With 5G networks rolling out more and more, security of these ecosystems must be a top priority no matter how hard it is to manage them, says the head of Nokia Asia-Pacific.
The GSM Association (GSMA) projects that Asia-Pacific will be the world’s largest 5G region by 2025, hitting 675 million connected devices – more than half of the global volume. The main growth in the South Asia region, GSMA projects, will take place in China, Japan, and South Korea. Mobile operators are investing $331 billion building their 5G networks in the region.
As more networks, devices, and machines become interconnected with 5G technology, security becomes an even bigger challenge for businesses in Asia-Pacific. Organizations will also face managing increasingly complex 5G infrastructures.
The COVID-19 global pandemic had accelerated the digitalization of energy and transport – traditionally more physical industries – and boosted the reliance on high-speed, digital connectivity, said John Harrington, senior vice president and head of Nokia Asia-Pacific Japan.
Understanding the need for a greater protection of key systems, Singapore will hold a panel comprised of global experts who will discuss the pressing issues and offer advice on operational technology (OT) cybersecurity. The panel will advise on the launch of the country’s cybersecurity blueprint for digital infrastructure and cyber activities.
Previously, Singapore ran grants campaign to speed up the adoption of 5G in key technology areas, such as Internet of Things (IoT), artificial intelligence (AI), robotics, and urban mobility, and maritime infrastructure.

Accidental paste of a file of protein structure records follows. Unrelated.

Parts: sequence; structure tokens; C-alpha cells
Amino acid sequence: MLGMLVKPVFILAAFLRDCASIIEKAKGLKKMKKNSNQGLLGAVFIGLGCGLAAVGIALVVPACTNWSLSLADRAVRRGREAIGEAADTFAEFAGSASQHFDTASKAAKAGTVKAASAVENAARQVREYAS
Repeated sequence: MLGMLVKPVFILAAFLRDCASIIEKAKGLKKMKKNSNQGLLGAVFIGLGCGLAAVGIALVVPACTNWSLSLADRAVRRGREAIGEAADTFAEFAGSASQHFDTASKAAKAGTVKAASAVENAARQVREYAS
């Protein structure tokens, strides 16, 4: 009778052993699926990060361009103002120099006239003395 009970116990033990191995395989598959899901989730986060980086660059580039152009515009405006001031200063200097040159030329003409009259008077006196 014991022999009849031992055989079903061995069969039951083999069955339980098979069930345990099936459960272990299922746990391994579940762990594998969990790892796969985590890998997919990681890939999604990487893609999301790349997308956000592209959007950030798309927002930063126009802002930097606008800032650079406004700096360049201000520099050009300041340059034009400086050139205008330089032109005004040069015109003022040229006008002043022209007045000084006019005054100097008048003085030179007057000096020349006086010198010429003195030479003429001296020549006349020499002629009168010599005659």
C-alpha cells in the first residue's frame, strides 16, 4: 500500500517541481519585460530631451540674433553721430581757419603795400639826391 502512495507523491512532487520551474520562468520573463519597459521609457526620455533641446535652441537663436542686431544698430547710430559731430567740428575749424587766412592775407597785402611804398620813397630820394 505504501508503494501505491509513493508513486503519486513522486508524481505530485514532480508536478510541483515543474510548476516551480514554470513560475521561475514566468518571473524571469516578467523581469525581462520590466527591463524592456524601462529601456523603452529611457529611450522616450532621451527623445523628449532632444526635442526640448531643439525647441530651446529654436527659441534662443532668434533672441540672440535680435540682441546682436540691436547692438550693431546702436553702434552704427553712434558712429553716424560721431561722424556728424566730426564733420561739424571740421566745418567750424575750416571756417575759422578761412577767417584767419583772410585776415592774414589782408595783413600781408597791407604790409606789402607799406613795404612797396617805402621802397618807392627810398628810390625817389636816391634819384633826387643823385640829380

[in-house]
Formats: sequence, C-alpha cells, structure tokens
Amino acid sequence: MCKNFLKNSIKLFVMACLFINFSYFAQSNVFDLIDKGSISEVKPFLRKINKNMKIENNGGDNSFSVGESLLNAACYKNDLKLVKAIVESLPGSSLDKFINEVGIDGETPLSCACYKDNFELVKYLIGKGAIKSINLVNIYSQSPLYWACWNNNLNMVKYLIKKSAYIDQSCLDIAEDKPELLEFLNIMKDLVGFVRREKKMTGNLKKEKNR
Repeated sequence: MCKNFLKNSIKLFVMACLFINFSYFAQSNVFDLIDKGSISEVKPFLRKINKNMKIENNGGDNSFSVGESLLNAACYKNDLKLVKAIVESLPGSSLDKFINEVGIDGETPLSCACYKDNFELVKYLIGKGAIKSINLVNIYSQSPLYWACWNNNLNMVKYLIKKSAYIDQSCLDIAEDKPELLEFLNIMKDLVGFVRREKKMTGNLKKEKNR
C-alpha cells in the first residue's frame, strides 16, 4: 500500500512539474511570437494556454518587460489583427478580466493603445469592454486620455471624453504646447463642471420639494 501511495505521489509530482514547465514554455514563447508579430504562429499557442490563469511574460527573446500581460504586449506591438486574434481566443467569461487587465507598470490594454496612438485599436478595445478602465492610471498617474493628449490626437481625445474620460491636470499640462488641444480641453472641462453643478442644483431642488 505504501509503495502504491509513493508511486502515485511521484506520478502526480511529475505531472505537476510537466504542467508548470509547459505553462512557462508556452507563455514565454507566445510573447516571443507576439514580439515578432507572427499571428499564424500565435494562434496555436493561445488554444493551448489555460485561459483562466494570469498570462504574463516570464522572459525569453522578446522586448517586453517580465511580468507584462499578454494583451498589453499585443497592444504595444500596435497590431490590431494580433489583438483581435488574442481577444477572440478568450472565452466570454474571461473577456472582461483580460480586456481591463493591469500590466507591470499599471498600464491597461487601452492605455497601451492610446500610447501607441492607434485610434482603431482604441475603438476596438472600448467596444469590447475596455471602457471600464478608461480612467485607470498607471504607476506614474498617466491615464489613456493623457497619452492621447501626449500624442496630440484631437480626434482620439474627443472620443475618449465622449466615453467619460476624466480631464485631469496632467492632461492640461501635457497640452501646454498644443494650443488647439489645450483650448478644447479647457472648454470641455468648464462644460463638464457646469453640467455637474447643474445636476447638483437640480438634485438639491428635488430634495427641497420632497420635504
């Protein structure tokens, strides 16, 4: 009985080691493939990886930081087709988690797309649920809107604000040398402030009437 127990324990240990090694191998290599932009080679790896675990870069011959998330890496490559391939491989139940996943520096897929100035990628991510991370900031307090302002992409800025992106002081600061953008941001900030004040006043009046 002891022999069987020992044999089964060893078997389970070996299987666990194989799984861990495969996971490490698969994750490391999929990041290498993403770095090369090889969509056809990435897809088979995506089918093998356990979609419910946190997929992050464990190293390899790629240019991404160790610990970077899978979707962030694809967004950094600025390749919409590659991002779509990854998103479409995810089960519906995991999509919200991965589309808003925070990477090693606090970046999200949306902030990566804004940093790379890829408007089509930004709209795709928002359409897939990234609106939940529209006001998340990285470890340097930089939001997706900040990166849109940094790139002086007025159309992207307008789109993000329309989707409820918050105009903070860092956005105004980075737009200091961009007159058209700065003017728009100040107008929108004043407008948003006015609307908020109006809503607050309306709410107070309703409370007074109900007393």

Harrington said 5G could drive significant economic growth opportunities and value for the Asian region with its wider use in smart cars and manufacturing.
With the increased interconnectivity, Harrington stressed, networks must be secure and trusted. This would be essential as 5G will be used in critical infrastructure projects, such as for real-time video streaming to monitor the performance of cranes.
The increased complexity of these networks would make it harder to maintain them and ensure their reliability, Harrington added.
An important feature of 5G, network slicing is the use of virtualized and independent logical networks on the same physical network infrastructure.
It can enable connectivity and data processing customizable for the specific customer. However, network slicing “could be difficult to manage unless companies acquired the know-how to do so,” Harrington said.